Edward Scissorhands goose saved from Hampstead Heath deportation
An unfortunate looking bird named after Tim Burton’s Edward Scissorhands has narrowly survived being shipped off from his home on Hampstead Heath to a swan sanctuary.
Park rangers had been considering whether to deport Canada goose Eddie from his home on Sanctuary Pond after a gaggle of concerned walkers warned that he had been mauled by pet pooches on the beauty spot.
Eddie, named after the Belsize Park filmmaker’s nightmarish character, has a genetic condition known as angel wing which causes his feathers to stick out sideways and renders him totally flightless. The pond dweller had also been suffering from a bad case of malting in recent weeks, making him look even more ruffled and battered than usual.
Wildlife enthusiast and photographer Ron Vester had been concerned that rangers were set to remove the well-known local character and stepped in at the 11th hour to plea for a stay of deportation on Eddie’s behalf.
“His wings stick out like spikes, they’re not beautifully flowing feathers and this poor little creature has been living on that pond for five years,” said Mr Vester.
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“So many people had called in to say he had been attacked, but people who know him said: ‘No that’s just Eddie, he’s fine’.
“It was all just a little mistake.”
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Officials from the Swan Sanctuary in Shepperton, Middlesex, paid a visit to Eddie last week and decided it was safe for the Canada goose to stay.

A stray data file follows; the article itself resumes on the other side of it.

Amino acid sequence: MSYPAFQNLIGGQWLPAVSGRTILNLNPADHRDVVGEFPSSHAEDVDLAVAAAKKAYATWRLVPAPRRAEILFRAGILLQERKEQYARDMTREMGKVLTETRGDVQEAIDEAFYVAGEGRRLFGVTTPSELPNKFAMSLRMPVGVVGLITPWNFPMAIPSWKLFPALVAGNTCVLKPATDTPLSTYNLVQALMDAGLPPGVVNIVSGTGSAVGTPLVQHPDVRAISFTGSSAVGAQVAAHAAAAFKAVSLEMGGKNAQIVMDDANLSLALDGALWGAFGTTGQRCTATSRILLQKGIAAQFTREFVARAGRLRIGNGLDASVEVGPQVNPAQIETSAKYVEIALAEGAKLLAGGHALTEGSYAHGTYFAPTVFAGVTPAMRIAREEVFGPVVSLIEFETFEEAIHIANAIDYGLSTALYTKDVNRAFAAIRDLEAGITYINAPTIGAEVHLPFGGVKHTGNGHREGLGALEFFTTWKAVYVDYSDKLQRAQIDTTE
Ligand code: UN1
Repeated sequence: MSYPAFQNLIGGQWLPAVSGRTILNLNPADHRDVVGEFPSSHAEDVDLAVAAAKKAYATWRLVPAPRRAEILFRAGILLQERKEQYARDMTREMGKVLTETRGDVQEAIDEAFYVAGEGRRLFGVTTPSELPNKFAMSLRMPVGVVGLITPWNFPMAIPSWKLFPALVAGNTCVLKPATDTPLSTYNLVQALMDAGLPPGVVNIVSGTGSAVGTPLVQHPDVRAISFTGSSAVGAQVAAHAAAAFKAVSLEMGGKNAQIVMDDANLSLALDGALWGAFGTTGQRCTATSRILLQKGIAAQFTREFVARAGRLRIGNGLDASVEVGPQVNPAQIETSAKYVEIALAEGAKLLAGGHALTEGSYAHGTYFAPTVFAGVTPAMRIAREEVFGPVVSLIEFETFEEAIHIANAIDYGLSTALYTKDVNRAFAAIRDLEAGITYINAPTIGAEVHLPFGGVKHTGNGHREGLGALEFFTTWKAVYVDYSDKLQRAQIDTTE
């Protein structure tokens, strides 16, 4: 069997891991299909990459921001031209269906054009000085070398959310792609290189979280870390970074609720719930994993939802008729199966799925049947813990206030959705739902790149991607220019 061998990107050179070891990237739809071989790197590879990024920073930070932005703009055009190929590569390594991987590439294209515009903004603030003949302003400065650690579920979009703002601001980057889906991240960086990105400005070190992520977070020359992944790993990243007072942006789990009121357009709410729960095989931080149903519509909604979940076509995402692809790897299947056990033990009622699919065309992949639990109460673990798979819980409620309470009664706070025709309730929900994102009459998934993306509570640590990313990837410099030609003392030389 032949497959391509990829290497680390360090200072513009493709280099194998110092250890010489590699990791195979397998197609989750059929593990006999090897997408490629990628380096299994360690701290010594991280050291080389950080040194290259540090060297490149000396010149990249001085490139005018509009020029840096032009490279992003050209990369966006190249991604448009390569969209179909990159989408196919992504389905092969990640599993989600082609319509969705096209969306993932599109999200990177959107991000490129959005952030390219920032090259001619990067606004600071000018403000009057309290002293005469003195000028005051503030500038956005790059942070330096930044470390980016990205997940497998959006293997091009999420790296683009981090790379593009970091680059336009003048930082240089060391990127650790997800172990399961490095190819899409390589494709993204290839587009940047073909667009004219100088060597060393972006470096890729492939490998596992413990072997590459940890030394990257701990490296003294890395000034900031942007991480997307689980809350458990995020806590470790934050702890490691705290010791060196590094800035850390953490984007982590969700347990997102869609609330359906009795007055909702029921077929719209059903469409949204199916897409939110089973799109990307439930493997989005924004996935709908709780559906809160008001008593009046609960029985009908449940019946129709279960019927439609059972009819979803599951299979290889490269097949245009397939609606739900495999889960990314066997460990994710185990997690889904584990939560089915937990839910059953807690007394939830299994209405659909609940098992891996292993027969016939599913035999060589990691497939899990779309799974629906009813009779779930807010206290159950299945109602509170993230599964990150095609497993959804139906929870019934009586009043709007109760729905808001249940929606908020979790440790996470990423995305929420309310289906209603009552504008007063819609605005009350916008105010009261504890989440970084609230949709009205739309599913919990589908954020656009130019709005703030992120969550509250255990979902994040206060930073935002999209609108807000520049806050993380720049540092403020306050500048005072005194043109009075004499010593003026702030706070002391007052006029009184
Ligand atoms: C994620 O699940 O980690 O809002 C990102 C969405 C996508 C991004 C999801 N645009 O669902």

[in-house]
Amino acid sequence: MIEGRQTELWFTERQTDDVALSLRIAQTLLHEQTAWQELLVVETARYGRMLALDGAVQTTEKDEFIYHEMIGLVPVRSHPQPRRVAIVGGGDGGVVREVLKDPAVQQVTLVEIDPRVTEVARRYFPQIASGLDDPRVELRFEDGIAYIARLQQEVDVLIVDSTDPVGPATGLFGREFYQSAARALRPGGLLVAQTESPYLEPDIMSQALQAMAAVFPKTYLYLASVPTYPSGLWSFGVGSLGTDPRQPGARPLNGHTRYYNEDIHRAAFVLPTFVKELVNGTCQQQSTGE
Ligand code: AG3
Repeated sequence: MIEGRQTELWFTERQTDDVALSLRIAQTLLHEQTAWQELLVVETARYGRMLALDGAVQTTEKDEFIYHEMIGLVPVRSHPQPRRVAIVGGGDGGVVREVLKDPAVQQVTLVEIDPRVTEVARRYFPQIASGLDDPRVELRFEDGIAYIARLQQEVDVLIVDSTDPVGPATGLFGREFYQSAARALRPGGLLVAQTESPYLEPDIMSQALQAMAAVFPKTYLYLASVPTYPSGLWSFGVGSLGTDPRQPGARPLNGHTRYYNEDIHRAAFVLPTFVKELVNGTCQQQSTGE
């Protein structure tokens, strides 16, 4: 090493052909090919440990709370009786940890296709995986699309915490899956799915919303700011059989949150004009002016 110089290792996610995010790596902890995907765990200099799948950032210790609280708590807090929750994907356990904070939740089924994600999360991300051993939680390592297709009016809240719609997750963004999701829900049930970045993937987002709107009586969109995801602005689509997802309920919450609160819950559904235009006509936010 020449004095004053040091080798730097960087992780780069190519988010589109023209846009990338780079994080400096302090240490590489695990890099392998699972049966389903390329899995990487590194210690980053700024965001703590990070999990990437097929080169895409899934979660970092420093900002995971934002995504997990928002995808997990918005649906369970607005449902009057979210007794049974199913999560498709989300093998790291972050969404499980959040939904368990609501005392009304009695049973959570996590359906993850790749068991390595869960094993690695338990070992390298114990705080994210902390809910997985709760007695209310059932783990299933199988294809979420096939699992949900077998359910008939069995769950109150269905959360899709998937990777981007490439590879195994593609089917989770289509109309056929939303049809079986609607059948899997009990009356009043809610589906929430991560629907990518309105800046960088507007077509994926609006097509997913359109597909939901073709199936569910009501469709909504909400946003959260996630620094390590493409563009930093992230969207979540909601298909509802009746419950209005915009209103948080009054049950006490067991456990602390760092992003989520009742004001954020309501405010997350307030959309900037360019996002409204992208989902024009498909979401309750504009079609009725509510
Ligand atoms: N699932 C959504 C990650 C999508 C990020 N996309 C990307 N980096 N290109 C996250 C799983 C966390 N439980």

A spokesman from the City of London Corporation, which manages the Heath, said: “Our rangers had taken calls over the last three weeks from concerned members of the public – thinking he had been attacked by a male swan or a dog.
“The Swan Sanctuary advised us to leave him where he is because the pond is fenced and protected from dogs.”
Eddie was born on the Kenwood Ponds alongside eight other goslings, but straight away wildlife watchers could tell that there was something strange about him.
“We all just thought he wouldn’t last because of his condition and not being able to fly,” said Mr Vester, from Aspern Grove in Belsize Park.
“But someone picked Eddie up and moved him down to Sanctuary Pond where he has been happily ever since.”
Angel wing has been linked to geese who enjoy a high calory diet such as white bread.
Adrian Brooker, an ecologist for the City, said: “Angel wing can be caused by a high-calorie diet, especially one high in proteins and/or low in vitamin D or vitamin E. Indeed we actively encourage Heath users not to over feed wildfowl with bread, nuts or seeds.”